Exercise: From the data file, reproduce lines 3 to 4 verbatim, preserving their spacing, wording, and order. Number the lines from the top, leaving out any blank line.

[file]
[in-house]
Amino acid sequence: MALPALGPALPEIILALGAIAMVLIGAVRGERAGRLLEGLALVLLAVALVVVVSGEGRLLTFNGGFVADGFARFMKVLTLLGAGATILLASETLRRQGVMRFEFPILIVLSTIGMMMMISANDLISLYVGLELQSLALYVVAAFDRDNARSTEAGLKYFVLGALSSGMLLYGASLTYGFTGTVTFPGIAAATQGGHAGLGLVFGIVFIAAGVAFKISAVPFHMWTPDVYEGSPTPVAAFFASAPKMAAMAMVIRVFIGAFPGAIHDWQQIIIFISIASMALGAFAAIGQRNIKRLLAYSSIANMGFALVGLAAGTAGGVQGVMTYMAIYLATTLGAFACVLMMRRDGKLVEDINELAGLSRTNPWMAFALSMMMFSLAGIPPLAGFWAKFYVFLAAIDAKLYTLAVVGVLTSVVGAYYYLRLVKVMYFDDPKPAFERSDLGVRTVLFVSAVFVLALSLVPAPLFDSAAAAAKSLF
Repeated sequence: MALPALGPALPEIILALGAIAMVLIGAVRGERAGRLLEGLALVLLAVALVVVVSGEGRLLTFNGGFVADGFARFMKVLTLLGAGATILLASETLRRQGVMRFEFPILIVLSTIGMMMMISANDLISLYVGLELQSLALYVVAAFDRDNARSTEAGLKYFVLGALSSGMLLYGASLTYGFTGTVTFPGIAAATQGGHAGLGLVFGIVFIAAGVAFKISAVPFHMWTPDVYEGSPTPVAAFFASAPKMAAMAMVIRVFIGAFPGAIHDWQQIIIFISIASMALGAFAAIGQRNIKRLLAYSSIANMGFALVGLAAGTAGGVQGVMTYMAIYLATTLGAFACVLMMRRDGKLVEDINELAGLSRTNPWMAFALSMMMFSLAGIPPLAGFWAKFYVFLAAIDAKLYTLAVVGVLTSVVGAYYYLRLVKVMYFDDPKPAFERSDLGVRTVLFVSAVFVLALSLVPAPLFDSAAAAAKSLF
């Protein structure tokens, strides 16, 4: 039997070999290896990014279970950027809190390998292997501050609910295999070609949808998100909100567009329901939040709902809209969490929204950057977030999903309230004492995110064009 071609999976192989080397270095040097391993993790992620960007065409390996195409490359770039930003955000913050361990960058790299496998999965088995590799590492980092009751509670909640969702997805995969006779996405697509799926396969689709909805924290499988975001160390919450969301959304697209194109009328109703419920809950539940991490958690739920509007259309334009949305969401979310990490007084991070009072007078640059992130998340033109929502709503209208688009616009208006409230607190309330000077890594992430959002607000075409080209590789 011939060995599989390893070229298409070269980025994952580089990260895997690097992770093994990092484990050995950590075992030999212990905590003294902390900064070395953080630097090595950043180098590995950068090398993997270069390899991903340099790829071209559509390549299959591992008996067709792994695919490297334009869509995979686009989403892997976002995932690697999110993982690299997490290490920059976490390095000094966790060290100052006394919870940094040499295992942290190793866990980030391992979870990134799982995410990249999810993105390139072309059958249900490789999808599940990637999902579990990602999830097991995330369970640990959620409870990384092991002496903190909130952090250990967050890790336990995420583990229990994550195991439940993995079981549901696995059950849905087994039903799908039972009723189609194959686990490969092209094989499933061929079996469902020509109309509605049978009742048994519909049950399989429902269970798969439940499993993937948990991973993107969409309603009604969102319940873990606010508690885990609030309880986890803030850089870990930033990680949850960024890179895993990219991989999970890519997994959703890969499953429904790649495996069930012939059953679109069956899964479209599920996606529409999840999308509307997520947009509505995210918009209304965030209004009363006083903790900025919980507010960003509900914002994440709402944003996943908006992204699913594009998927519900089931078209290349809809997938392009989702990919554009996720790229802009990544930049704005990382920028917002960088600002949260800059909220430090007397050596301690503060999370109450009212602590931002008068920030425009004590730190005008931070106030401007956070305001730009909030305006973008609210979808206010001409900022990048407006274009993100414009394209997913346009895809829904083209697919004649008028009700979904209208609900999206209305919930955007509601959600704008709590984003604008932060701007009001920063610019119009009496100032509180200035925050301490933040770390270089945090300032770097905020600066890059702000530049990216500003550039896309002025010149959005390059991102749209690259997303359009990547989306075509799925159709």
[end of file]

Repeated sequence: MALPALGPALPEIILALGAIAMVLIGAVRGERAGRLLEGLALVLLAVALVVVVSGEGRLLTFNGGFVADGFARFMKVLTLLGAGATILLASETLRRQGVMRFEFPILIVLSTIGMMMMISANDLISLYVGLELQSLALYVVAAFDRDNARSTEAGLKYFVLGALSSGMLLYGASLTYGFTGTVTFPGIAAATQGGHAGLGLVFGIVFIAAGVAFKISAVPFHMWTPDVYEGSPTPVAAFFASAPKMAAMAMVIRVFIGAFPGAIHDWQQIIIFISIASMALGAFAAIGQRNIKRLLAYSSIANMGFALVGLAAGTAGGVQGVMTYMAIYLATTLGAFACVLMMRRDGKLVEDINELAGLSRTNPWMAFALSMMMFSLAGIPPLAGFWAKFYVFLAAIDAKLYTLAVVGVLTSVVGAYYYLRLVKVMYFDDPKPAFERSDLGVRTVLFVSAVFVLALSLVPAPLFDSAAAAAKSLF
């Protein structure tokens, strides 16, 4: 039997070999290896990014279970950027809190390998292997501050609910295999070609949808998100909100567009329901939040709902809209969490929204950057977030999903309230004492995110064009 071609999976192989080397270095040097391993993790992620960007065409390996195409490359770039930003955000913050361990960058790299496998999965088995590799590492980092009751509670909640969702997805995969006779996405697509799926396969689709909805924290499988975001160390919450969301959304697209194109009328109703419920809950539940991490958690739920509007259309334009949305969401979310990490007084991070009072007078640059992130998340033109929502709503209208688009616009208006409230607190309330000077890594992430959002607000075409080209590789 011939060995599989390893070229298409070269980025994952580089990260895997690097992770093994990092484990050995950590075992030999212990905590003294902390900064070395953080630097090595950043180098590995950068090398993997270069390899991903340099790829071209559509390549299959591992008996067709792994695919490297334009869509995979686009989403892997976002995932690697999110993982690299997490290490920059976490390095000094966790060290100052006394919870940094040499295992942290190793866990980030391992979870990134799982995410990249999810993105390139072309059958249900490789999808599940990637999902579990990602999830097991995330369970640990959620409870990384092991002496903190909130952090250990967050890790336990995420583990229990994550195991439940993995079981549901696995059950849905087994039903799908039972009723189609194959686990490969092209094989499933061929079996469902020509109309509605049978009742048994519909049950399989429902269970798969439940499993993937948990991973993107969409309603009604969102319940873990606010508690885990609030309880986890803030850089870990930033990680949850960024890179895993990219991989999970890519997994959703890969499953429904790649495996069930012939059953679109069956899964479209599920996606529409999840999308509307997520947009509505995210918009209304965030209004009363006083903790900025919980507010960003509900914002994440709402944003996943908006992204699913594009998927519900089931078209290349809809997938392009989702990919554009996720790229802009990544930049704005990382920028917002960088600002949260800059909220430090007397050596301690503060999370109450009212602590931002008068920030425009004590730190005008931070106030401007956070305001730009909030305006973008609210979808206010001409900022990048407006274009993100414009394209997913346009895809829904083209697919004649008028009700979904209208609900999206209305919930955007509601959600704008709590984003604008932060701007009001920063610019119009009496100032509180200035925050301490933040770390270089945090300032770097905020600066890059702000530049990216500003550039896309002025010149959005390059991102749209690259997303359009990547989306075509799925159709």